Last week Edward Snowden popped up from his exile in Moscow for an exclusive interview with NBC News anchor Brian Williams. Like much of the public narrative that has emerged since Snowden absconded with reams of classified documents from the National Security Agency, the interview further muddied the waters about what his historic leaks have revealed.

New round of South Sudan peace talks delayed

A new round of talks on ending South Sudan's nearly six-month-old civil war have been delayed, mediators said Wednesday. No explanation was given for the latest delay in the talks, which are aimed at building on a ceasefire agreement signed last month and paving the way for more face-to-face talks between President Salva Kiir and rebel leader Riek Machar, a former vice president. "We won't have the talks today," a source close to the peace process told AFP in Addis Ababa, the Ethiopian capital and seat of the African Union, where previous rounds of talks have been held. Face-to-face talks between the warring parties will likely "be determined after the symposium," the source said.


If Kate Middleton’s Butt Could Speak

Royal families, and the public, seem to want young royal women to be decorative and on-message—we obsess about wardrobe malfunctions, not their words. Let Kate and Letizia speak, and fulfill passionate public roles.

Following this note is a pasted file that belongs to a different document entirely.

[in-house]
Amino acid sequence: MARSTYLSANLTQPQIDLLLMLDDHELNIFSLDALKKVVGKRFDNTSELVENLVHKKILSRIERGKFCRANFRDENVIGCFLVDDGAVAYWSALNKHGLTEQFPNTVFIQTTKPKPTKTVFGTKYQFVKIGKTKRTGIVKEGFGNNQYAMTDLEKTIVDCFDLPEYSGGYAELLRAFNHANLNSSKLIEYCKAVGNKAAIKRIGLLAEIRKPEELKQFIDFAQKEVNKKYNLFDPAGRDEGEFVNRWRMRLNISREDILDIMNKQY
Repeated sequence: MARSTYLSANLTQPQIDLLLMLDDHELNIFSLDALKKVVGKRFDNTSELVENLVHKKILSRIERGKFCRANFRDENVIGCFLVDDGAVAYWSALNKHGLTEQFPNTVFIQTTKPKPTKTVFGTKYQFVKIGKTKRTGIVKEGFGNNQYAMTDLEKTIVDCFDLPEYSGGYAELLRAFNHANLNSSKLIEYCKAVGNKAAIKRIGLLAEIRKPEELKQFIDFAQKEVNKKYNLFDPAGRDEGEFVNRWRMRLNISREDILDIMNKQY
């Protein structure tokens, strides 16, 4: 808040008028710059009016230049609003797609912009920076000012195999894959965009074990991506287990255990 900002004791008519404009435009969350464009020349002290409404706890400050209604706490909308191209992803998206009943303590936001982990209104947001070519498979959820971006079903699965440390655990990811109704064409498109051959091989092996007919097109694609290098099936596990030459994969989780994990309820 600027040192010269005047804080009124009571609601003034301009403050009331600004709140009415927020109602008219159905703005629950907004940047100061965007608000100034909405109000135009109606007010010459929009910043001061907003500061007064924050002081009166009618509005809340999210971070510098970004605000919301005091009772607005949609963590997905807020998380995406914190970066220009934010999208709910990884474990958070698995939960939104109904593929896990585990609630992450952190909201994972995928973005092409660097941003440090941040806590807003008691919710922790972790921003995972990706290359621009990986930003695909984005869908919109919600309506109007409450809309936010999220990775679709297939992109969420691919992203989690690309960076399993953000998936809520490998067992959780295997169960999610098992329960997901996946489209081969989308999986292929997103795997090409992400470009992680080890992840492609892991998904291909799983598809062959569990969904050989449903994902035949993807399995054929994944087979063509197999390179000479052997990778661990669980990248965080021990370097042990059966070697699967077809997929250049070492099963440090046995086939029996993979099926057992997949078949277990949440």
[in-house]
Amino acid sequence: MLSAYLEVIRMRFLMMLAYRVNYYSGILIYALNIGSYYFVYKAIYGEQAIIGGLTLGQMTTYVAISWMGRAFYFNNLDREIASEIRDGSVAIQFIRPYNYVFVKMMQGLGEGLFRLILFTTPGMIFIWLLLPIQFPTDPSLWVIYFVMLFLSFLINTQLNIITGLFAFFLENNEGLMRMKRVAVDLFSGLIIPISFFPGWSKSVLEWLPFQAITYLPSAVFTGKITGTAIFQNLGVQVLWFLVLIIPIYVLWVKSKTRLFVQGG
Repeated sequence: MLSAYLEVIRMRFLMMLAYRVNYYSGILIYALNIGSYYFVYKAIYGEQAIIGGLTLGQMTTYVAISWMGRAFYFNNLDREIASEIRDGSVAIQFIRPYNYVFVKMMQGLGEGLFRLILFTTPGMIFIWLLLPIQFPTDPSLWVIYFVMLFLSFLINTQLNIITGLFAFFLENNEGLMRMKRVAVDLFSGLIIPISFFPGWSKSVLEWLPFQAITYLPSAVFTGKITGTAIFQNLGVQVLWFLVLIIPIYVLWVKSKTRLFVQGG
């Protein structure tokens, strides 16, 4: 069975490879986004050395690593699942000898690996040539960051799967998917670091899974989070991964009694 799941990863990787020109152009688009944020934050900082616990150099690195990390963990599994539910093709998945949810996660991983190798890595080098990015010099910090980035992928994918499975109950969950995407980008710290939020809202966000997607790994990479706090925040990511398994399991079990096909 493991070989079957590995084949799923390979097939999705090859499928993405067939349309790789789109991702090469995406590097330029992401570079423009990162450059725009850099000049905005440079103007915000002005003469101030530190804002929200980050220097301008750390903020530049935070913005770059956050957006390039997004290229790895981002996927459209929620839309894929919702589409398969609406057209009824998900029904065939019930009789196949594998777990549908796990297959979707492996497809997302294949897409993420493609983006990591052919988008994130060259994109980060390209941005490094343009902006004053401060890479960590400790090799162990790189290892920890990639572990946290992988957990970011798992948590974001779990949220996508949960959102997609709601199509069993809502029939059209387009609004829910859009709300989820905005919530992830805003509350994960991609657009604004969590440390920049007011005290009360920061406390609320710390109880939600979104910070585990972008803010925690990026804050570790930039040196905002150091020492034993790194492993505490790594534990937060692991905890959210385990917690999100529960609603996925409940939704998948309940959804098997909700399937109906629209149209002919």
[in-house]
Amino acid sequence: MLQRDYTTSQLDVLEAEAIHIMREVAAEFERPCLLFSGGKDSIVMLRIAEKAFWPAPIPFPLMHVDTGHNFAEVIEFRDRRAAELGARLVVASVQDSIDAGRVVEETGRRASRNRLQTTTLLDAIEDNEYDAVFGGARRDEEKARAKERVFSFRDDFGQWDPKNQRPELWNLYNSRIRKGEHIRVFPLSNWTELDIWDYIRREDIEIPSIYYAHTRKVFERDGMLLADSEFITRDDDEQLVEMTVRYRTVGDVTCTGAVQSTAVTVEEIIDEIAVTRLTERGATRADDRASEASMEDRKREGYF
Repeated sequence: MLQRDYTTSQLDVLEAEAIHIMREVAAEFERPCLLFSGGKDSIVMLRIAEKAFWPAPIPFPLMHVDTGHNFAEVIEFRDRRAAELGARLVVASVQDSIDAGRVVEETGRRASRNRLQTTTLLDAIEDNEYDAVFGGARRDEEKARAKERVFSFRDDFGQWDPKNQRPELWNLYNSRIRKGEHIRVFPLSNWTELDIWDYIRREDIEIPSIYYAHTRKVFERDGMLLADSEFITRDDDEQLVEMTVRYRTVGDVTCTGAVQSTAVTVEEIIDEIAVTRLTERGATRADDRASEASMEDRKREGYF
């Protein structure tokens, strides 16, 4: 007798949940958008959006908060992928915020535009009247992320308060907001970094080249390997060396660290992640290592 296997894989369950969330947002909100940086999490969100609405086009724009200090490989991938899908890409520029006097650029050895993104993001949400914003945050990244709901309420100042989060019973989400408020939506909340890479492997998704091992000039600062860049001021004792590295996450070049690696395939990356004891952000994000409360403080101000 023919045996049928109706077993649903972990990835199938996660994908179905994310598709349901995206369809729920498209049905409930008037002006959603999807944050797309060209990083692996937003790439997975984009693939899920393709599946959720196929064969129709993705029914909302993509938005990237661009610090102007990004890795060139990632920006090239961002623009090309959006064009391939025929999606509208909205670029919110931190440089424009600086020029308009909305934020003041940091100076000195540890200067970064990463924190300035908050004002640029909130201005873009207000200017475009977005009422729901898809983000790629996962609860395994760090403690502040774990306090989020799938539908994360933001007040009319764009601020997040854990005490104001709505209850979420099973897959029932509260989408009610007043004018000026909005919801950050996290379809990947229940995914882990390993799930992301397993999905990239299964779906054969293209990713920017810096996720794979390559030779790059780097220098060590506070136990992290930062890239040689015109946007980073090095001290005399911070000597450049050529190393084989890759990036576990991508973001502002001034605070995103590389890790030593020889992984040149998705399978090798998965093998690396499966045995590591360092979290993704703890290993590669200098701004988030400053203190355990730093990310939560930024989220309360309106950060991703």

My Visit to OITNB's Prison

I went to the set of Litchfield Prison and witnessed the magic behind Orange Is the New Black's incredible pop-culture rise. Spoiler alert: it was the best day ever.


The Sky Explodes Over Luhansk

Heavy gunfire rocked a Ukrainian base Tuesday night, a day after Ukrainian military rockets killed eight unarmed civilians—an attack rebels say lost Kiev the war for this eastern city.


Music’s Future Will Screw Songwriters

In the digital age, the idea that everything is free has brought genuine hardship to the music business in general and to composers most of all.


A Tony Voter Tells All

There’s only one Tony voter who really counts—the one willing to talk to us about the golden battle between jukebox shows, drag, Disney, historical dramas, and revivals of revivals.


The Bergdahl Story Is Right-Wing Crack

Never mind that Bush would have done the same as Obama. Republicans are hitting the pipe big time on the ‘deserter’—and their creepy bottom line is that he should have been left to die.


Should Google Be Mapping Tribal Lands?

The search engine's indigenous mapping project presents itself as a powerful expression of empowerment for tribal communities worldwide, but it could bear huge consequences.


The New World of Anti-Aging Dentistry

Worth an estimated $11 billion, the plastic surgery market has medical professionals scrambling for a share of the vanity pie. The newest group to enter the ring: dentists.


Just Don’t Call It an ‘Abortion Comedy’

Hailed as an ‘abortion comedy,’ ‘Obvious Child’ isn’t about politics—it’s about a woman’s struggle with herself as a person. This wouldn’t work without the kind humor of Jenny Slate.